Palaeo-ecology PhD scholarships

1 03 2017

scholarshipWith my new position as Matthew Flinders Fellow in Global Ecology at Flinders University, I am in the agreeable position to be able to offer two PhD scholarships to the best candidates from around the world. If you feel that you’re up to the challenge, I look forward to hearing from you.

These projects will be in the following palaeo-ecology topics:

PhD Project #1. Ecological networks to examine community cascades of Late Quaternary megafauna extinctions Read the rest of this entry »

Transition from the Anthropocene to the Minicene

24 09 2016
Going, going ...

Going, going … © CJA Bradshaw

I’ve just returned from a life-changing trip to South Africa, not just because it was my first time to the continent, but also because it has redefined my perspective on the megafauna extinctions of the late Quaternary. I was there primarily to attend the University of Pretoria’s Mammal Research Institute 50thAnniversary Celebration conference.

As I reported in my last post, the poaching rates in one of the larger, best-funded national parks in southern Africa (the Kruger) are inconceivably high, such that for at least the two species of rhino there (black and white), their future persistence probability is dwindling with each passing week. African elephants are probably not far behind.

As one who has studied the megafauna extinctions in the Holarctic, Australia and South America over the last 50,000 years, the trip to Kruger was like stepping back into the Pleistocene. I’ve always dreamed of walking up to a grazing herd of mammoths, woolly rhinos or Diprotodon, but of course, that’s impossible. What is entirely possible though is driving up to a herd of 6-tonne elephants and watching them behave naturally. In the Kruger anyway, you become almost blasé about seeing yet another group of these impressive beasts as you try to get that rare glimpse of a leopard, wild dogs or sable antelope (missed the two former, but saw the latter). Read the rest of this entry »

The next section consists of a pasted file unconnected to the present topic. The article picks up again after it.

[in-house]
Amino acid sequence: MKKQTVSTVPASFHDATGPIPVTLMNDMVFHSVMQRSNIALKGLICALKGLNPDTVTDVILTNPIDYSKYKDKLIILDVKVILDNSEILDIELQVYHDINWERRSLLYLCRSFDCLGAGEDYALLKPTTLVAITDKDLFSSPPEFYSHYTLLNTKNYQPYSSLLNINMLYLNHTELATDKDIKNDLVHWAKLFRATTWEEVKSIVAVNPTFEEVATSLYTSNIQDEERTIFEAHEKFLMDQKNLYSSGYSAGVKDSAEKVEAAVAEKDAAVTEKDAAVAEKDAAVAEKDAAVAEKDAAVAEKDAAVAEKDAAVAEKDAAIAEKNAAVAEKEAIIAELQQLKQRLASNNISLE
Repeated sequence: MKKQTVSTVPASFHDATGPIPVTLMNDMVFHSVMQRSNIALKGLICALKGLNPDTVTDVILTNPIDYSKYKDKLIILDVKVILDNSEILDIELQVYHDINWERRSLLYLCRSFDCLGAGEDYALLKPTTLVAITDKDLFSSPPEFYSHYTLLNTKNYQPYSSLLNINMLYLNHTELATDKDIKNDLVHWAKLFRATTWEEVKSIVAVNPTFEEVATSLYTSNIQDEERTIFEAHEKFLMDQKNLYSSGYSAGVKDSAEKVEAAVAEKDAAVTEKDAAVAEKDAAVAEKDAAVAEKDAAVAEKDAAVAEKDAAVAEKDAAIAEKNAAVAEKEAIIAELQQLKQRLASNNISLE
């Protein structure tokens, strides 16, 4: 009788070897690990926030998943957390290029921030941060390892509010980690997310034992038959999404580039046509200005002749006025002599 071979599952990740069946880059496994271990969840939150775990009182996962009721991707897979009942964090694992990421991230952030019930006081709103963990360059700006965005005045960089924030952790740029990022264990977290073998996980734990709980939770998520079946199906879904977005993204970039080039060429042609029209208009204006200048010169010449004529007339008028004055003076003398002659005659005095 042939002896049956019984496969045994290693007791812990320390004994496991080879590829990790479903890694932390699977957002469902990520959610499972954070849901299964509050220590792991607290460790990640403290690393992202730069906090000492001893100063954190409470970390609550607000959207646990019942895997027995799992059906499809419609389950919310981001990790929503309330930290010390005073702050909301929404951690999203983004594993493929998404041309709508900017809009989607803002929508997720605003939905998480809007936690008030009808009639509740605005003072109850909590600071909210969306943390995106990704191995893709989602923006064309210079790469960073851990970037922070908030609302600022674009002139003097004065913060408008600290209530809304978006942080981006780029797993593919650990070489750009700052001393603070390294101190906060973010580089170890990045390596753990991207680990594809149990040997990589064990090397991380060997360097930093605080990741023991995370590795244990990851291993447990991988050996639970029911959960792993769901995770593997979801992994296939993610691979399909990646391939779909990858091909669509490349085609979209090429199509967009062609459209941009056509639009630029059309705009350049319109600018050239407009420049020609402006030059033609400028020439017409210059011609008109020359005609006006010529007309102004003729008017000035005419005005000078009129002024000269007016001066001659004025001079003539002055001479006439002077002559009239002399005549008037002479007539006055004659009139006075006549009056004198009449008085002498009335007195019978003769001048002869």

How to find fossils

30 03 2016

Many palaeontologists and archaeologists might be a little put out by the mere suggestion that they can be told by ecologists how to do their job better. That is certainly not our intention.

Like fossil-hunting scientists, ecologists regularly search for things (individuals of species) that are rare and difficult to find, because surveying the big wide world for biodiversity is a challenge that we have faced since the dawn of our discipline. In fact, much of the mathematical development of ecology stems from this probabilistic challenge — for example, species distribution models are an increasingly important component of both observational and predictive ecology.

IMG_1277But the palaeo types generally don’t rely on mathematical models to ‘predict’ where fossils might be hiding just under the surface. Even I’ve done what most do when trying to find a fossil — go to a place where fossils have already been found and start fossicking. I’ve done this now with very experienced sedimentary geologists in the Flinders Rangers looking for 550 million year-old Ediacaran fossils, and most recently searching for Jurassic fossils (mainly ammonites) on the southern coast of England (Devon’s Jurassic Coast). My prized ammonite find is shown in the photo to the left.

If you’ve read anything on this blog before, you’ll probably know that I’m getting increasingly excited about palaeo-ecology, with particular emphasis on Australia’s late-Pleistocene and early Holocene mass-extinction of megafauna. So with a beautiful, brand-new, shiny, and quality-rated megafauna dataset1, we cheekily decided to take fossil hunting to the next level by throwing mathematics at the problem.

Just published2 in PloS One, I’m happy to announce our newest paper entitled Where to dig for fossils: combining climate-envelope, taphonomy and discovery models.

Of course, we couldn’t just treat fossil predictions like ecological ones — there are a few more steps involved because we are dealing with long-dead specimens. Our approach therefore involved three steps: Read the rest of this entry »